Skilled nursing facility trends contribute to improved Medicare outlook, Congressional report says
The Medicare trust fund is on track to remain solvent until 2030, trustees of the program stated in a Congressional report released Monday. This improved outlook is due in part to revised expectations about the case mix in skilled nursing facilities.
The latest projection adds four years to the 2026 insolvency date that the trustees put forward in their May 2013 report. A “number of factors have changed since last year's report,” they wrote, including lower case mix increases for skilled nursing facilities and home health providers.
Case mix relates to billing affected by the clinical complexity of admissions. While it is generally agreed that skilled facilities are admitting more clinically complex residents than in the past, this does not mean that Medicare SNF expenditures have followed a straightforward upward trajectory. For example, implementation of a new Resource Utilization Group system caused a spike in case mix-related Medicare expenditures in 2011, the trustees' report states. This led to a 12.6% reimbursement reduction the following year, to bring reimbursements back in line with previous billing systems. The trustees now are assuming a 1.5% annual case mix increase, based on Medicare Review Panel recommendations.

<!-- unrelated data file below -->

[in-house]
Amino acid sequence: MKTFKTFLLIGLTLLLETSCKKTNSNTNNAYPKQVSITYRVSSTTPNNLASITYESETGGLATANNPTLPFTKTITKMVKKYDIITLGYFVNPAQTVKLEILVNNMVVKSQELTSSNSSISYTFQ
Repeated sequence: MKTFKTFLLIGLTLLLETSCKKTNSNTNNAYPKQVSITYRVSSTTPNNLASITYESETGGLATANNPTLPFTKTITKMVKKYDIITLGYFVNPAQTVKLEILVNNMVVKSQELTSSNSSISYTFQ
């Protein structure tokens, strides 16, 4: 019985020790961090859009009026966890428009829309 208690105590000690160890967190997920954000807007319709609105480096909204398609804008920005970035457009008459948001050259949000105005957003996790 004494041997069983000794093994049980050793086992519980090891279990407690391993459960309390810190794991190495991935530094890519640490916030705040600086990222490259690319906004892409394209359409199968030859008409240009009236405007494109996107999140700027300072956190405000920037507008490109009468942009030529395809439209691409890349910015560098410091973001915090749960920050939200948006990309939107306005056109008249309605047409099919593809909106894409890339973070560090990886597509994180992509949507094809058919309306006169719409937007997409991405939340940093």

The Medicare trust fund currently is projected to last 13 years longer than it was just prior to the passage of the Affordable Care Act in 2010. Reduced hospital readmissions and the formation of accountable care organizations are among the ACA-related changes that have slowed Medicare spending, Centers for Medicare & Medicaid Services Administrator Marilyn Tavenner argued in a statement Monday.
The ACA can be credited with some cost reductions, but it does not guarantee Medicare's solvency in the long-term, the report itself emphasized. “Absent other changes,” two-thirds of skilled nursing facilities would be looking at negative margins as of 2040, according to simulations cited in the report.
Lower-than-expected 2013 spending for most provider types, particularly inpatient hospitals, was another important factor behind the latest solvency projections, the 277-page report states.
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